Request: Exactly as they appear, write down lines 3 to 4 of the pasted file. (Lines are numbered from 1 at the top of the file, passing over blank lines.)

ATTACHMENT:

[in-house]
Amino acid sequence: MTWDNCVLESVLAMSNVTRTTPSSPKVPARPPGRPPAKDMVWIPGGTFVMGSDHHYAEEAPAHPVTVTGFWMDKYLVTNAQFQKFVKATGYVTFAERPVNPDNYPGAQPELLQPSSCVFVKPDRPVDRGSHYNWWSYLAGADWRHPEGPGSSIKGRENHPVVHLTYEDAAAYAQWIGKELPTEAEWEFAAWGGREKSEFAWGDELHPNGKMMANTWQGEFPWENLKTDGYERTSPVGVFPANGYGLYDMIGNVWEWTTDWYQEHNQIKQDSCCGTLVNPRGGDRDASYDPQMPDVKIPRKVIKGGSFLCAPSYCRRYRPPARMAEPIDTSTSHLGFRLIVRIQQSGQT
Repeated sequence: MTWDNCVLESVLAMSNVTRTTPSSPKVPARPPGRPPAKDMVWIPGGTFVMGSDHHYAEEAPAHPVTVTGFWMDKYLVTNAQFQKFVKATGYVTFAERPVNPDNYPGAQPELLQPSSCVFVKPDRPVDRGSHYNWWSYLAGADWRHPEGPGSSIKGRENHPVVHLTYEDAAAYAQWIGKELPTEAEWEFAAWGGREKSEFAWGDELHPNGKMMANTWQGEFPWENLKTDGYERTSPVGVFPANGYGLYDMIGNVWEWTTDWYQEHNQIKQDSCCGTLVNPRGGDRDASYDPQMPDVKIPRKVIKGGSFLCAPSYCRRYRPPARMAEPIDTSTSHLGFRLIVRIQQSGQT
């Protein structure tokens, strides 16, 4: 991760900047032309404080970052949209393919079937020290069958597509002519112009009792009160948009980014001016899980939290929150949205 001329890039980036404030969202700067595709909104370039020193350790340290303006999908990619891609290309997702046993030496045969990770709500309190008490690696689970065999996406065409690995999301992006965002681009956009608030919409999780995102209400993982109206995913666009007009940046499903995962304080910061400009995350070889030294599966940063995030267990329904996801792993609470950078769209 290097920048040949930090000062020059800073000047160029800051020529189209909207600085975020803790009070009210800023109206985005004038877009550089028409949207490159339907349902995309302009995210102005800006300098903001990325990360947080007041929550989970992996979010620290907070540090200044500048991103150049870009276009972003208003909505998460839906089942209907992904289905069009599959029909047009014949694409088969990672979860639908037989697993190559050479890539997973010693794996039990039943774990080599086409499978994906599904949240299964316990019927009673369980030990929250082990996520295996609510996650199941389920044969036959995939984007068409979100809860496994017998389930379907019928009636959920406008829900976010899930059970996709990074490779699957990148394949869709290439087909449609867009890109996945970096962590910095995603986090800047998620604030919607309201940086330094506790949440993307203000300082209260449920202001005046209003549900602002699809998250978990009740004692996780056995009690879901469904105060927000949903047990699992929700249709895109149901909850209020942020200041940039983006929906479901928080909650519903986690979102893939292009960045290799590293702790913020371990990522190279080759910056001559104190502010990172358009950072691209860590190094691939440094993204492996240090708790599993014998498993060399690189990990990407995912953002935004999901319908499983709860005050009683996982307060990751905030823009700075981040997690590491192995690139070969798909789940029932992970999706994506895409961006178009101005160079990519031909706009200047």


Repeated sequence: MTWDNCVLESVLAMSNVTRTTPSSPKVPARPPGRPPAKDMVWIPGGTFVMGSDHHYAEEAPAHPVTVTGFWMDKYLVTNAQFQKFVKATGYVTFAERPVNPDNYPGAQPELLQPSSCVFVKPDRPVDRGSHYNWWSYLAGADWRHPEGPGSSIKGRENHPVVHLTYEDAAAYAQWIGKELPTEAEWEFAAWGGREKSEFAWGDELHPNGKMMANTWQGEFPWENLKTDGYERTSPVGVFPANGYGLYDMIGNVWEWTTDWYQEHNQIKQDSCCGTLVNPRGGDRDASYDPQMPDVKIPRKVIKGGSFLCAPSYCRRYRPPARMAEPIDTSTSHLGFRLIVRIQQSGQT
């Protein structure tokens, strides 16, 4: 991760900047032309404080970052949209393919079937020290069958597509002519112009009792009160948009980014001016899980939290929150949205 001329890039980036404030969202700067595709909104370039020193350790340290303006999908990619891609290309997702046993030496045969990770709500309190008490690696689970065999996406065409690995999301992006965002681009956009608030919409999780995102209400993982109206995913666009007009940046499903995962304080910061400009995350070889030294599966940063995030267990329904996801792993609470950078769209 290097920048040949930090000062020059800073000047160029800051020529189209909207600085975020803790009070009210800023109206985005004038877009550089028409949207490159339907349902995309302009995210102005800006300098903001990325990360947080007041929550989970992996979010620290907070540090200044500048991103150049870009276009972003208003909505998460839906089942209907992904289905069009599959029909047009014949694409088969990672979860639908037989697993190559050479890539997973010693794996039990039943774990080599086409499978994906599904949240299964316990019927009673369980030990929250082990996520295996609510996650199941389920044969036959995939984007068409979100809860496994017998389930379907019928009636959920406008829900976010899930059970996709990074490779699957990148394949869709290439087909449609867009890109996945970096962590910095995603986090800047998620604030919607309201940086330094506790949440993307203000300082209260449920202001005046209003549900602002699809998250978990009740004692996780056995009690879901469904105060927000949903047990699992929700249709895109149901909850209020942020200041940039983006929906479901928080909650519903986690979102893939292009960045290799590293702790913020371990990522190279080759910056001559104190502010990172358009950072691209860590190094691939440094993204492996240090708790599993014998498993060399690189990990990407995912953002935004999901319908499983709860005050009683996982307060990751905030823009700075981040997690590491192995690139070969798909789940029932992970999706994506895409961006178009101005160079990519031909706009200047």